Nothing says summer like Witbier and Weizen. The big frothy head and the cloudy beer is a summer staple. Witbier is cloudy, deep gold to copper in color with a thick, rocky white head. It is very refreshing and an ideal summer session Beer being enjoyed by most everyone from the aficionado to the novice. Learn more about Wit & Weizen HERE.
Kölsch is a style of beer just waiting to be discovered by the masses (the Germans have known this for some time). It has the appearance and drinkability of a lager, the aromatics of an ale, and the refreshing qualities of Prosecco. In short, it’s hard to have just one Kölsch. This style is wonderfully fresh and crisp with just enough of a malt note to add depth and interest. A well-made Kölsch is a tremendous session beer. Learn more about Kölsch HERE.
How about the best of both worlds – Beer and Cocktails? In recent years the Shandy and its lost German twin the Radler, have become extremely popular in the US. Today it’s commonplace to find commercial bottlings of shandies from American craft and regional producers, as well as imports from Germany and Austria. While beers are becoming increasingly more potent, a 50/50 mix of beer and soft drink is a welcome choice in the hot summer months when hydration is key. Get our full Shandy story and recipe HERE.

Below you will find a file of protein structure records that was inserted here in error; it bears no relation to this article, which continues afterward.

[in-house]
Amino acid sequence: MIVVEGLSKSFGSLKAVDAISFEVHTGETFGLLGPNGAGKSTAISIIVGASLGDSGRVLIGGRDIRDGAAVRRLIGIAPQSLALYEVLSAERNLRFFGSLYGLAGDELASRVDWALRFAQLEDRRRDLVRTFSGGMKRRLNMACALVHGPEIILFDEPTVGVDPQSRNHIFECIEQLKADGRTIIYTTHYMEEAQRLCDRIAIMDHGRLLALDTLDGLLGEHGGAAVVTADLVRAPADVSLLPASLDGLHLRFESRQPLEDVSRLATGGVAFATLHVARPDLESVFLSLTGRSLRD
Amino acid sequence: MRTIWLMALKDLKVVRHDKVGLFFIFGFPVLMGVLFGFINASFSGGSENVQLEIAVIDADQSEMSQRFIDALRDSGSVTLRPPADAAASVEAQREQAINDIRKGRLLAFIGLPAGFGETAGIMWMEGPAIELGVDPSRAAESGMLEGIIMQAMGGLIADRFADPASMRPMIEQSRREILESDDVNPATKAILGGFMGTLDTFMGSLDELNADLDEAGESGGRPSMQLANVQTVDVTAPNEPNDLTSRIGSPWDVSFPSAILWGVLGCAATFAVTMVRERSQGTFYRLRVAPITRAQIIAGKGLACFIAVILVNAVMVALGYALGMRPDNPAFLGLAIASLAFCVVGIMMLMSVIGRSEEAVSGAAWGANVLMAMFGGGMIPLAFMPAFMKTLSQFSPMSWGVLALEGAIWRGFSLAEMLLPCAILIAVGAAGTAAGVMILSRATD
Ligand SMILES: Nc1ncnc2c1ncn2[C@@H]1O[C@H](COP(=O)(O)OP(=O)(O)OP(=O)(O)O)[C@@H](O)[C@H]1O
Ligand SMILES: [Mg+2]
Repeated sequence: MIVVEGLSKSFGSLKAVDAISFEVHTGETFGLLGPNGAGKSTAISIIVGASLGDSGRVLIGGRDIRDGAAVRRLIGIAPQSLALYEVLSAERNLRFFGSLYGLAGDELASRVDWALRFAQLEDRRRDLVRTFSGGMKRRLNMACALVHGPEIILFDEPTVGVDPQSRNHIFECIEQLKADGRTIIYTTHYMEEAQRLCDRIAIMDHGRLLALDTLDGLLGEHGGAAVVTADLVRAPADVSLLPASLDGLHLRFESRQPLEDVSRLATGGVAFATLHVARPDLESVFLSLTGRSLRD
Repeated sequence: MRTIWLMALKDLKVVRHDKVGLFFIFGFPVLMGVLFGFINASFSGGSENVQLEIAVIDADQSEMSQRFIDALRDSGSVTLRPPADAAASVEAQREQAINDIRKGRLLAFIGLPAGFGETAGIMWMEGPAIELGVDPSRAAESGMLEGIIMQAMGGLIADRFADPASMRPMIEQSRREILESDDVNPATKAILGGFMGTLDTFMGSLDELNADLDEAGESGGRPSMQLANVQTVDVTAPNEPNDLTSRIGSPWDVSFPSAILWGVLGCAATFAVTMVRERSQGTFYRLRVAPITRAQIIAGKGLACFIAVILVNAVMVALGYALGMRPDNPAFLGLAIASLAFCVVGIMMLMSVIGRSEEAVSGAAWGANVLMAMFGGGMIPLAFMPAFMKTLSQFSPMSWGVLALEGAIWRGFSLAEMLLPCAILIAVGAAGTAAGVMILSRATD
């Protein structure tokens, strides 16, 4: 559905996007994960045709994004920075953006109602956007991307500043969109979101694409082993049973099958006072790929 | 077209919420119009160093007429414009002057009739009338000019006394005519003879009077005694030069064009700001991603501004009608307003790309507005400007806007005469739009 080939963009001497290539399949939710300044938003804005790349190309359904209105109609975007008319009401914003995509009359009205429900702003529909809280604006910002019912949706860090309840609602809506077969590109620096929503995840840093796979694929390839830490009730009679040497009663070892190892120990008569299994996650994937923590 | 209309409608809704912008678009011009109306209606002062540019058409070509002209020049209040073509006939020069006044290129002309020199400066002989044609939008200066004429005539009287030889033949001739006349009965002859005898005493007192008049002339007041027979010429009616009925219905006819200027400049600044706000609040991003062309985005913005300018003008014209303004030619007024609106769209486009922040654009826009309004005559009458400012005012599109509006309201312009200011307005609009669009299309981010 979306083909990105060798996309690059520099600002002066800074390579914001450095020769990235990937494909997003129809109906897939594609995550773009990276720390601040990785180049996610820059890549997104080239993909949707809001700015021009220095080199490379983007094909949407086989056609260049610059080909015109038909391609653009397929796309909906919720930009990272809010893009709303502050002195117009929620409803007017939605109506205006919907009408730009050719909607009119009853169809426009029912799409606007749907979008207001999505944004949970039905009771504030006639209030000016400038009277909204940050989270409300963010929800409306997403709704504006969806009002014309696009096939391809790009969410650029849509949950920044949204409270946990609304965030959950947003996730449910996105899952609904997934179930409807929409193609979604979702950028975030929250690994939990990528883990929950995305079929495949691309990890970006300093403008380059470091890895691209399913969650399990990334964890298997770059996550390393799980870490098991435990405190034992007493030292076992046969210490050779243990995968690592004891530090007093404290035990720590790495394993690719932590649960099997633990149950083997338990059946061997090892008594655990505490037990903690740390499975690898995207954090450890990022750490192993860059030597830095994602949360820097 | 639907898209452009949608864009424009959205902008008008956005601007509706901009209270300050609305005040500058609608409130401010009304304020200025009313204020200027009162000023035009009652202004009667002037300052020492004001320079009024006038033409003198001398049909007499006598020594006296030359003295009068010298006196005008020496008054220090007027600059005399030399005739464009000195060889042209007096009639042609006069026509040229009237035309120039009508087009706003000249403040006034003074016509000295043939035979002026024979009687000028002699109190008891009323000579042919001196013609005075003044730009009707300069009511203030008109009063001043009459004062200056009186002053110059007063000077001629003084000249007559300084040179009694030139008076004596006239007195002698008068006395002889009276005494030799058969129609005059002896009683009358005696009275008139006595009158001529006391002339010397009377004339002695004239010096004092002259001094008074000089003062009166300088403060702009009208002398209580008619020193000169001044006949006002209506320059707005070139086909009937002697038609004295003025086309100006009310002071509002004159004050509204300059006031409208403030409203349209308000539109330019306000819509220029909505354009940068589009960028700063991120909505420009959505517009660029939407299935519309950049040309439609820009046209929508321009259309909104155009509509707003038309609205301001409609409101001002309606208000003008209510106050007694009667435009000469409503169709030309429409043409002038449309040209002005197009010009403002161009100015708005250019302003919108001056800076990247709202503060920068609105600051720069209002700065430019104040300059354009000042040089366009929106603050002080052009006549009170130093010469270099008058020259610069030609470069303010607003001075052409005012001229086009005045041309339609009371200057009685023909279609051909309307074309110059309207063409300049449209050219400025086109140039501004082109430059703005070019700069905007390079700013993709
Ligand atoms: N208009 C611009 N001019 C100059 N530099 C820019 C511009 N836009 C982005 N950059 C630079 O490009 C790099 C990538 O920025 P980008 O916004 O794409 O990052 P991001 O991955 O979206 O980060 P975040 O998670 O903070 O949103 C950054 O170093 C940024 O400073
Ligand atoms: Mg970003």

Speaking of cocktails, don’t forget to make a big pitcher of Sangria and invite some friends and neighbors to help you drink it. Get our Sangria recipe HERE.
We hope that these few suggestions help you help us in our campaign to keep summer alive!